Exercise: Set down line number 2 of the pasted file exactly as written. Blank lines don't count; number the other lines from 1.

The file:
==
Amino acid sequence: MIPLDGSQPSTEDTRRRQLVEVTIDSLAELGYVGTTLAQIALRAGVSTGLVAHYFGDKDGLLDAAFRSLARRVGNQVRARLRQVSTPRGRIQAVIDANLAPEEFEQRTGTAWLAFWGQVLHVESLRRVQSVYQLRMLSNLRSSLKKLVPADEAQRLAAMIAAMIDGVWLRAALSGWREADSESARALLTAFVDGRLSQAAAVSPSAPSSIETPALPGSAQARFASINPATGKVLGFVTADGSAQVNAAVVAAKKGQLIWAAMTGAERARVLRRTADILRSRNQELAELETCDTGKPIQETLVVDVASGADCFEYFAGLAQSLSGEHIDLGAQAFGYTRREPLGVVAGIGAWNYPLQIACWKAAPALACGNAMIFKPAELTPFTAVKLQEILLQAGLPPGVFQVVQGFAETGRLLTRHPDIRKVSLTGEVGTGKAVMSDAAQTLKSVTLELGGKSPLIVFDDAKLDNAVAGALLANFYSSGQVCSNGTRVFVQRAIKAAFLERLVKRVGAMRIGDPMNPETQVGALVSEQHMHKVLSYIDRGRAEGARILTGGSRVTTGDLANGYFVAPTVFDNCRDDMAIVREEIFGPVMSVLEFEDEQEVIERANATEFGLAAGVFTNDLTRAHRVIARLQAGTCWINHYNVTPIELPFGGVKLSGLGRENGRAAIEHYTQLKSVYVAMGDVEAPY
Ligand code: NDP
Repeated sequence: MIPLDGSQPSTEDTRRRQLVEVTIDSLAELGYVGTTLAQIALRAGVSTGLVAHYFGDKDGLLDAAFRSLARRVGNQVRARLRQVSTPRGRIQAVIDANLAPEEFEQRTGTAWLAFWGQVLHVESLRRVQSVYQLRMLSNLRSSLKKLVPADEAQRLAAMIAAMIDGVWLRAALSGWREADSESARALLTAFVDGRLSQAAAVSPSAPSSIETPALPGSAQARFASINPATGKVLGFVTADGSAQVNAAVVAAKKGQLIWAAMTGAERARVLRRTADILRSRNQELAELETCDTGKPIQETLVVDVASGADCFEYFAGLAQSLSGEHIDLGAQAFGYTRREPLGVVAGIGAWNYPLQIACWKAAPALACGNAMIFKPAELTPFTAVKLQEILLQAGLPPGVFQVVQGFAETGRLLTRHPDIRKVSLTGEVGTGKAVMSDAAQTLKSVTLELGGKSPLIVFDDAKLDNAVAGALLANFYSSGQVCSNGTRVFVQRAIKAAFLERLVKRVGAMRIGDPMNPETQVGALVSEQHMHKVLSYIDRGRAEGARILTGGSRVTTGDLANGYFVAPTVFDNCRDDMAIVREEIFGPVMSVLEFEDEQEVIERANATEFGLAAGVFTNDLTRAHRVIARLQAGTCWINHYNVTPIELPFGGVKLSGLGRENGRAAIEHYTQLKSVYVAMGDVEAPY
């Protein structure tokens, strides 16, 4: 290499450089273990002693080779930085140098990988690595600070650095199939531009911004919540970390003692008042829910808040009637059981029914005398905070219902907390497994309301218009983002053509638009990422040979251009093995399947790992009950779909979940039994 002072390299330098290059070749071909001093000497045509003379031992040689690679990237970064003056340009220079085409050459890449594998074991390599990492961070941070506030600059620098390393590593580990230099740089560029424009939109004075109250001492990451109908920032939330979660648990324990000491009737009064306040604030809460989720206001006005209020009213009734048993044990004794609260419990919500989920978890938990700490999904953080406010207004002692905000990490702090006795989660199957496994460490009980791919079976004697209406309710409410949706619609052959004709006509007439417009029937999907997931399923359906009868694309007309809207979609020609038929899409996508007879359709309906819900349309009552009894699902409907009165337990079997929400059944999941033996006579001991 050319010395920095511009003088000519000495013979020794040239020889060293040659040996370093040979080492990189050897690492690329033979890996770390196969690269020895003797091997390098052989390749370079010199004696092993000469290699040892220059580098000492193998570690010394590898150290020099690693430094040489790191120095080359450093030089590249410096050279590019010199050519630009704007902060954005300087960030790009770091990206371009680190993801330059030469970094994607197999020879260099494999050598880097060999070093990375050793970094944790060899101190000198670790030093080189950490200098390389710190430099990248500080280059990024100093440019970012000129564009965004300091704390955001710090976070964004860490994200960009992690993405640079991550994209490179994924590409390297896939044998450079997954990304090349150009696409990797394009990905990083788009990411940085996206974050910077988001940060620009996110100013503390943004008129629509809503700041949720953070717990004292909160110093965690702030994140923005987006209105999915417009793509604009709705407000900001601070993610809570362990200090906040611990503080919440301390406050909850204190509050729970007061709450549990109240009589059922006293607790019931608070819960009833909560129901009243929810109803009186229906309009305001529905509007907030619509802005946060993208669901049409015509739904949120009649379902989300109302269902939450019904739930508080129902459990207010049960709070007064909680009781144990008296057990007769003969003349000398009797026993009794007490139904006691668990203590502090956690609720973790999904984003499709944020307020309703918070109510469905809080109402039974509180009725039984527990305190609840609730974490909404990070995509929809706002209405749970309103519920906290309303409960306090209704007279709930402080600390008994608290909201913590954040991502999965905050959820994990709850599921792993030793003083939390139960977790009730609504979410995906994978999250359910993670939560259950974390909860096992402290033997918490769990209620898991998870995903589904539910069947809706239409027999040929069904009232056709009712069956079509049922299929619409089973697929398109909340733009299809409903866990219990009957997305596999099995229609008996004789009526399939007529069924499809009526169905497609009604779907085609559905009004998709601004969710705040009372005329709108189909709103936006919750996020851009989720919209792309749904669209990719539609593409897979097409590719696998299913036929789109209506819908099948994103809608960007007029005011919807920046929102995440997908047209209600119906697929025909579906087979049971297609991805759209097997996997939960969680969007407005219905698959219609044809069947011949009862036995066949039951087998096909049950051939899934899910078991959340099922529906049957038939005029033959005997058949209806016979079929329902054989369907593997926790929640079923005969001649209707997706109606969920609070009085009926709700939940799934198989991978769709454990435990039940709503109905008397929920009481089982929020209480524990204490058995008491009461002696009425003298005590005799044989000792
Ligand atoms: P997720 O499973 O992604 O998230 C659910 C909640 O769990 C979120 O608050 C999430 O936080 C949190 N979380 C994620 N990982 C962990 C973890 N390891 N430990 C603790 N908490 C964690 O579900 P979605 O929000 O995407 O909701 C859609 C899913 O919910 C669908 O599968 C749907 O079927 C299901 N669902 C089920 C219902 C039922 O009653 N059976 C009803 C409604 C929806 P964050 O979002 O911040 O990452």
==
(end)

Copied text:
Ligand code: NDP